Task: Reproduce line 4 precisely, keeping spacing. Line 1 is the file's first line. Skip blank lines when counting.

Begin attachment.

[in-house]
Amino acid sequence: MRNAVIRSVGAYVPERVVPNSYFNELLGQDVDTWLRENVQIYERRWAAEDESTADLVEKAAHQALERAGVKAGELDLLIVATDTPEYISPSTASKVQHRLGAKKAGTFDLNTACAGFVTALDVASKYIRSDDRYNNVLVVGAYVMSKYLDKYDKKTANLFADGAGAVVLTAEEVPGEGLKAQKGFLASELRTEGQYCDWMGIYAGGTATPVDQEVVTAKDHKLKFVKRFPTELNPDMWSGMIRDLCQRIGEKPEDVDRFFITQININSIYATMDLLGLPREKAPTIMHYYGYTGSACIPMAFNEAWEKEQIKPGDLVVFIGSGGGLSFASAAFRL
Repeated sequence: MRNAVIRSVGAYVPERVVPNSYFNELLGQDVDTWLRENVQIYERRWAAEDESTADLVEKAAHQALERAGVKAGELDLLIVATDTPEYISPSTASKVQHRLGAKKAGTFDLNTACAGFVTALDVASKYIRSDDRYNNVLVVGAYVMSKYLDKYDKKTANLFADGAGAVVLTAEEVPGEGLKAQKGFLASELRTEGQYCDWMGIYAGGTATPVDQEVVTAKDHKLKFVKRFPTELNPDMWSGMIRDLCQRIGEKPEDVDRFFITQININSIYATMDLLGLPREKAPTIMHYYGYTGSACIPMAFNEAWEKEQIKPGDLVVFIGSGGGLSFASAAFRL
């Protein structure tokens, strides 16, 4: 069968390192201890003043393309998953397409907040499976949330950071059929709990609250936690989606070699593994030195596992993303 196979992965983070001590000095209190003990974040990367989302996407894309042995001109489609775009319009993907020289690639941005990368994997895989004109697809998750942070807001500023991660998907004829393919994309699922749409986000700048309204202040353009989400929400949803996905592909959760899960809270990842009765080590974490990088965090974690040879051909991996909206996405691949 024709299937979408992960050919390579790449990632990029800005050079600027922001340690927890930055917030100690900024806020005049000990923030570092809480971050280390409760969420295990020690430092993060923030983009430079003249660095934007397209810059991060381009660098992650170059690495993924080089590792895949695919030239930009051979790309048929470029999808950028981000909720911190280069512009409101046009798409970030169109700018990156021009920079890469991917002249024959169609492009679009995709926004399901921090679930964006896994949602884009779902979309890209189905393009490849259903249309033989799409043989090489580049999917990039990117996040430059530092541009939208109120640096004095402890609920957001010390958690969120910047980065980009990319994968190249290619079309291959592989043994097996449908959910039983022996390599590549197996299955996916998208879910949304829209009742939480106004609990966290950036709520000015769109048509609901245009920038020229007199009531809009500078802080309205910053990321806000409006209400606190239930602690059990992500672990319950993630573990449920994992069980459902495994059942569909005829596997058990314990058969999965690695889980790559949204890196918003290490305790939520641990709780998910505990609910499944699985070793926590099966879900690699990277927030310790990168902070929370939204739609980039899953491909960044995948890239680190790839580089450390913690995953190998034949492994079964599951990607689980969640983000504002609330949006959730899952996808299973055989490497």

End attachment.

């Protein structure tokens, strides 16, 4: 069968390192201890003043393309998953397409907040499976949330950071059929709990609250936690989606070699593994030195596992993303 196979992965983070001590000095209190003990974040990367989302996407894309042995001109489609775009319009993907020289690639941005990368994997895989004109697809998750942070807001500023991660998907004829393919994309699922749409986000700048309204202040353009989400929400949803996905592909959760899960809270990842009765080590974490990088965090974690040879051909991996909206996405691949 024709299937979408992960050919390579790449990632990029800005050079600027922001340690927890930055917030100690900024806020005049000990923030570092809480971050280390409760969420295990020690430092993060923030983009430079003249660095934007397209810059991060381009660098992650170059690495993924080089590792895949695919030239930009051979790309048929470029999808950028981000909720911190280069512009409101046009798409970030169109700018990156021009920079890469991917002249024959169609492009679009995709926004399901921090679930964006896994949602884009779902979309890209189905393009490849259903249309033989799409043989090489580049999917990039990117996040430059530092541009939208109120640096004095402890609920957001010390958690969120910047980065980009990319994968190249290619079309291959592989043994097996449908959910039983022996390599590549197996299955996916998208879910949304829209009742939480106004609990966290950036709520000015769109048509609901245009920038020229007199009531809009500078802080309205910053990321806000409006209400606190239930602690059990992500672990319950993630573990449920994992069980459902495994059942569909005829596997058990314990058969999965690695889980790559949204890196918003290490305790939520641990709780998910505990609910499944699985070793926590099966879900690699990277927030310790990168902070929370939204739609980039899953491909960044995948890239680190790839580089450390913690995953190998034949492994079964599951990607689980969640983000504002609330949006959730899952996808299973055989490497």